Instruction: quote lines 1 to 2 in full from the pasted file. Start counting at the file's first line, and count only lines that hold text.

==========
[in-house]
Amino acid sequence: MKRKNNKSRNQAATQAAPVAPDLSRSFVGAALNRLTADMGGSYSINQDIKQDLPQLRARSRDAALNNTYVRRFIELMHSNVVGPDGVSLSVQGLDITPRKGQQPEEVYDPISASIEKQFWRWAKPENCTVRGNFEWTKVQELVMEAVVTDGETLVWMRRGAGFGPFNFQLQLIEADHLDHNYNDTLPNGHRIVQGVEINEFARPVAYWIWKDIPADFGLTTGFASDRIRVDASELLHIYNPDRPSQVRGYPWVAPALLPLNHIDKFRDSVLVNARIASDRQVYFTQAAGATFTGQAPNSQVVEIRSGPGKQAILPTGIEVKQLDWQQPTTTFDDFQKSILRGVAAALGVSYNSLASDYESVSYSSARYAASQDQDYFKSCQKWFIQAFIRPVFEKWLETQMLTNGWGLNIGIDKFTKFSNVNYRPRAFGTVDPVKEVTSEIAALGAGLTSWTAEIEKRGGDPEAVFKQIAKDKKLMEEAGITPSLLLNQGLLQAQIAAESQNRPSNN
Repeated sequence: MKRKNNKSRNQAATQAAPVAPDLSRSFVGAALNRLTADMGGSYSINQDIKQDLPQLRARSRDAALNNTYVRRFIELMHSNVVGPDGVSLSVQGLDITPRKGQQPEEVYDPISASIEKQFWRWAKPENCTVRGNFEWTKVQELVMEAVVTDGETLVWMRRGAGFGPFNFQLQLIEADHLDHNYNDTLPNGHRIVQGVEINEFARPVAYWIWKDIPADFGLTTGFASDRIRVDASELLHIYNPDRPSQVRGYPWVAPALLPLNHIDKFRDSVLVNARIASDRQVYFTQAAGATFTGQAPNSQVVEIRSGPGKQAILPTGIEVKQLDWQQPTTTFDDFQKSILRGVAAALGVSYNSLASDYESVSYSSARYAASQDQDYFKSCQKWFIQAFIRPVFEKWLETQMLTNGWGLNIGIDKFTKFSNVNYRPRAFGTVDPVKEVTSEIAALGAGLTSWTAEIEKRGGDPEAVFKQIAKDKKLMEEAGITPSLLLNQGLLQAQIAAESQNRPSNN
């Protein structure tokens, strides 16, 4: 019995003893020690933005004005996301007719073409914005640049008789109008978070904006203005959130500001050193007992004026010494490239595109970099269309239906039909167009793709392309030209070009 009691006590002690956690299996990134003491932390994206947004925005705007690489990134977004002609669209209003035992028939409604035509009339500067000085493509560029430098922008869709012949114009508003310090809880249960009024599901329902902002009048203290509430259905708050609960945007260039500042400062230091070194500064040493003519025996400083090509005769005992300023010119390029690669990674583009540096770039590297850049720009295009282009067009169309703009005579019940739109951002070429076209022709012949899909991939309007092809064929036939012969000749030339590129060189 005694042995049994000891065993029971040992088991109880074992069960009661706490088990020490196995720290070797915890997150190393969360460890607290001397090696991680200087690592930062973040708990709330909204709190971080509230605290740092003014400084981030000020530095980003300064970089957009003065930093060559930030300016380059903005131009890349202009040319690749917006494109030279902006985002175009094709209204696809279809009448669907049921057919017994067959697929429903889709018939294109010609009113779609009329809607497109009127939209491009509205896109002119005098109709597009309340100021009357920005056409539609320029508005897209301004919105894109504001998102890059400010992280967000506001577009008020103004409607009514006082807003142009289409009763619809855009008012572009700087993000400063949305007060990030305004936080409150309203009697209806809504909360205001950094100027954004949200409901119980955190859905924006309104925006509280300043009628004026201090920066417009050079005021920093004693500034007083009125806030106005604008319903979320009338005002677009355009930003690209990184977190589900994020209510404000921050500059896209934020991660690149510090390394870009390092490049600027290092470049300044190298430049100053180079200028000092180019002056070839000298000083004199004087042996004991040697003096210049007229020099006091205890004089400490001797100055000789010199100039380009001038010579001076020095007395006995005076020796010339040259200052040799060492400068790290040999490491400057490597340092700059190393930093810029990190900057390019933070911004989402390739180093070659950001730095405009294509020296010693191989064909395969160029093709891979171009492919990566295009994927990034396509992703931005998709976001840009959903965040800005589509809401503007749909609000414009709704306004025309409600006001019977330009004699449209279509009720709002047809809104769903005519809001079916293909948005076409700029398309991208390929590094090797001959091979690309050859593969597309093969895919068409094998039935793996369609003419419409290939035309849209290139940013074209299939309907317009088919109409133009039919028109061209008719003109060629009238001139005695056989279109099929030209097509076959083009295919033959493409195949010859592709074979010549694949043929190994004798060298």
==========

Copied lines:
[in-house]
Amino acid sequence: MKRKNNKSRNQAATQAAPVAPDLSRSFVGAALNRLTADMGGSYSINQDIKQDLPQLRARSRDAALNNTYVRRFIELMHSNVVGPDGVSLSVQGLDITPRKGQQPEEVYDPISASIEKQFWRWAKPENCTVRGNFEWTKVQELVMEAVVTDGETLVWMRRGAGFGPFNFQLQLIEADHLDHNYNDTLPNGHRIVQGVEINEFARPVAYWIWKDIPADFGLTTGFASDRIRVDASELLHIYNPDRPSQVRGYPWVAPALLPLNHIDKFRDSVLVNARIASDRQVYFTQAAGATFTGQAPNSQVVEIRSGPGKQAILPTGIEVKQLDWQQPTTTFDDFQKSILRGVAAALGVSYNSLASDYESVSYSSARYAASQDQDYFKSCQKWFIQAFIRPVFEKWLETQMLTNGWGLNIGIDKFTKFSNVNYRPRAFGTVDPVKEVTSEIAALGAGLTSWTAEIEKRGGDPEAVFKQIAKDKKLMEEAGITPSLLLNQGLLQAQIAAESQNRPSNN